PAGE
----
Jason Owen: Man who let Baby P die is sent back in jail after breaching parole

Man who let Baby P die is sent back in jail after breaching paroleJason Owen, 41 back in prison after breaching conditions of bail
Jailed in 2009 for his part in toddler's death, but served just half 6 year termBaby P found dead in his bloodied cot in August 2007 after horrific abuse His mother, Tracey Connelly and her boyfriend Steven Barker also jailed

By
Amanda Williams

PUBLISHED:

08:24 GMT, 12 April 2013

|

UPDATED:

15:01 GMT, 12 April 2013

Jason Owen, one of a trio jailed over Baby P's death, who is said to be back in prison after breaching his parole

Jason Owen, one of a trio jailed over Baby P's death, who is said to be back in prison after breaching his parole

A man who was jailed for his part in Baby P's death is back in prison after breaching the conditions of his bail.

Jason Owen, 41, was jailed in 2009 for his part in the toddler's death, alongside the child's mother, Tracey Connelly, her boyfriend Steven Barker – and Owen's brother.

But he served just half of his six year sentence and was given parole in 2011.

He is now believed to be in category C Stafford Prison, where he has his own cell.

Owen, a National Front member and convicted arsonist, is said to have been trying to re-invent himself in a bid to disguise himself behind bars.

But a source has claimed he bears more resemblance to Joey Essex from ITV's The Only Way is Essex.

The source told The Sun: 'He has tried to reinvent himself, has lost weight, and is into his fitness.

'He looks more like Joey facially but without the tan – and there's not much Towie glamour in Stafford.'

A Parole Board spokesman told MailOnline that he did not know how Owen had breached his licence conditions.

Spokesman Glenn Gathercole said the recall had happened in November last year, and that the Parole Board had directed he should not be re-released until the end of his existing sentence.

Owen was originally given an indeterminate sentence, which meant he would have stayed in prison for ever, until the Parole Board judged he could come out.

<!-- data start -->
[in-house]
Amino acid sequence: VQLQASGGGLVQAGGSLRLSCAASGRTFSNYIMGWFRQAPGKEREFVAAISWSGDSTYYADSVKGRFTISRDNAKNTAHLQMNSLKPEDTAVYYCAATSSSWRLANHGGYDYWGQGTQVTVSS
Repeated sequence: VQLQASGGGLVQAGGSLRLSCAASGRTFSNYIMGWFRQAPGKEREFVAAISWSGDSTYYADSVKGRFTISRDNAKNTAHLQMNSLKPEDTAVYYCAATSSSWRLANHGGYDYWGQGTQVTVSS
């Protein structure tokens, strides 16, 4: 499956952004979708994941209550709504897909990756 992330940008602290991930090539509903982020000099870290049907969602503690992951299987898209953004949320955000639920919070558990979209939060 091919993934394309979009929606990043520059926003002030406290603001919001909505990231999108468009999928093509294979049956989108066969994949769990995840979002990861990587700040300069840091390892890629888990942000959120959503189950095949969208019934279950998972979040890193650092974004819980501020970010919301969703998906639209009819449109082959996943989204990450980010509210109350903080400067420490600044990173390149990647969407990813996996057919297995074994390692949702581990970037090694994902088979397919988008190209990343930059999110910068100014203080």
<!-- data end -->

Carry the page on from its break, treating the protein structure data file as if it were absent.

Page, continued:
However he appealed this, and his sentence was commuted down to a determinate sentence of six years, which meant he was automatically released at the halfway point.

Tracey Connelly and Steven Barker are both serving indeterminate sentences.

Stephen Barker, father of Baby Peter

Tracey Connelly, mother of Baby Peter

Peter's mother, Tracey Connelly (right), and her
boyfriend Steven Barker were also jailed in
2009 for causing or allowing the toddler's death

Peter Connelly was just 17 months old when he died in his mother's north London flat.

He
was found dead in his bloodied cot in August 2007 after horrific abuse
despite being on a council ‘at-risk’ list with 60 visits from social
workers, police and health staff in eight months.

Peter had suffered more than 50 injuries.

Peter's
mother, Tracey Connelly, her boyfriend Steven Barker – and Barker's
brother, Owen – were jailed in 2009 for causing or allowing the
toddler's death.

His death shocked Britain and led to huge reforms in children's services.

It was found that Owen, who was lodging with his brother, did not step in to stop the abuse of the toddler.

Relatives of Peter – dubbed Baby P – have demanded to know why Owen, who changed his name from Jason Barker, was back in prison.

They said they were hardly surprise to learn he was back in jail, and added: 'The authorities should now come clean and tell us exactly why he is back inside.'

Peter Connelly was just 17 months old when he died in his mother's north London flat. He was found dead in his bloodied cot in August 2007 after horrific abuse despite being on a council 'at-risk' list

Peter Connelly was just 17 months old when he died in his mother's north London flat. He was found dead in his bloodied cot in August 2007 after horrific abuse despite being on a council 'at-risk' list

The Ministry of Justice said that public protection was its priority.

A spokesman added: 'Public protection is our priority. Offenders released on licence are subject to a strict set of conditions and controls.

'If they fail to comply with their licence conditions, they are liable to be returned to custody.'